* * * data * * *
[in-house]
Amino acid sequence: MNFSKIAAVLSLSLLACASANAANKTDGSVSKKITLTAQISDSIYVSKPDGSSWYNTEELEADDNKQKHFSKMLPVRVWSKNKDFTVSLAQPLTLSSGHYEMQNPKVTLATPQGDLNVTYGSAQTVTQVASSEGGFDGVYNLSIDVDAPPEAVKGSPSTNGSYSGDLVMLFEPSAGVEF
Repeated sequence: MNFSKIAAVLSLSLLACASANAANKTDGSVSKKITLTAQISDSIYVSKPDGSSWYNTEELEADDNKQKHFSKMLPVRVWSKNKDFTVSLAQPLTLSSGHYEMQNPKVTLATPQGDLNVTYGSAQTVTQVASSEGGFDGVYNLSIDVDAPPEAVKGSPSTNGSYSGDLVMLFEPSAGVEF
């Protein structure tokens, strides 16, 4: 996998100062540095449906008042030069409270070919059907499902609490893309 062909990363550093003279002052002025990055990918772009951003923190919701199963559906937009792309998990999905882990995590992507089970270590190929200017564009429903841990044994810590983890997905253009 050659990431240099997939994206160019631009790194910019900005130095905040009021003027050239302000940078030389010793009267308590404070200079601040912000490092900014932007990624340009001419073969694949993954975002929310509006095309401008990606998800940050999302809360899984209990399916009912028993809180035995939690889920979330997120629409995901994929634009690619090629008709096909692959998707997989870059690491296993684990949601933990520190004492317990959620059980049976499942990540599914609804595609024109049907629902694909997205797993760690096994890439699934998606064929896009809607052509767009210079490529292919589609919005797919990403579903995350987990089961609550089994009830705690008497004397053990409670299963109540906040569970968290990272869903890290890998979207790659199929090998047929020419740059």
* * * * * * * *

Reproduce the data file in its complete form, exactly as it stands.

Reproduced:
[in-house]
Amino acid sequence: MNFSKIAAVLSLSLLACASANAANKTDGSVSKKITLTAQISDSIYVSKPDGSSWYNTEELEADDNKQKHFSKMLPVRVWSKNKDFTVSLAQPLTLSSGHYEMQNPKVTLATPQGDLNVTYGSAQTVTQVASSEGGFDGVYNLSIDVDAPPEAVKGSPSTNGSYSGDLVMLFEPSAGVEF
Repeated sequence: MNFSKIAAVLSLSLLACASANAANKTDGSVSKKITLTAQISDSIYVSKPDGSSWYNTEELEADDNKQKHFSKMLPVRVWSKNKDFTVSLAQPLTLSSGHYEMQNPKVTLATPQGDLNVTYGSAQTVTQVASSEGGFDGVYNLSIDVDAPPEAVKGSPSTNGSYSGDLVMLFEPSAGVEF
């Protein structure tokens, strides 16, 4: 996998100062540095449906008042030069409270070919059907499902609490893309 062909990363550093003279002052002025990055990918772009951003923190919701199963559906937009792309998990999905882990995590992507089970270590190929200017564009429903841990044994810590983890997905253009 050659990431240099997939994206160019631009790194910019900005130095905040009021003027050239302000940078030389010793009267308590404070200079601040912000490092900014932007990624340009001419073969694949993954975002929310509006095309401008990606998800940050999302809360899984209990399916009912028993809180035995939690889920979330997120629409995901994929634009690619090629008709096909692959998707997989870059690491296993684990949601933990520190004492317990959620059980049976499942990540599914609804595609024109049907629902694909997205797993760690096994890439699934998606064929896009809607052509767009210079490529292919589609919005797919990403579903995350987990089961609550089994009830705690008497004397053990409670299963109540906040569970968290990272869903890290890998979207790659199929090998047929020419740059």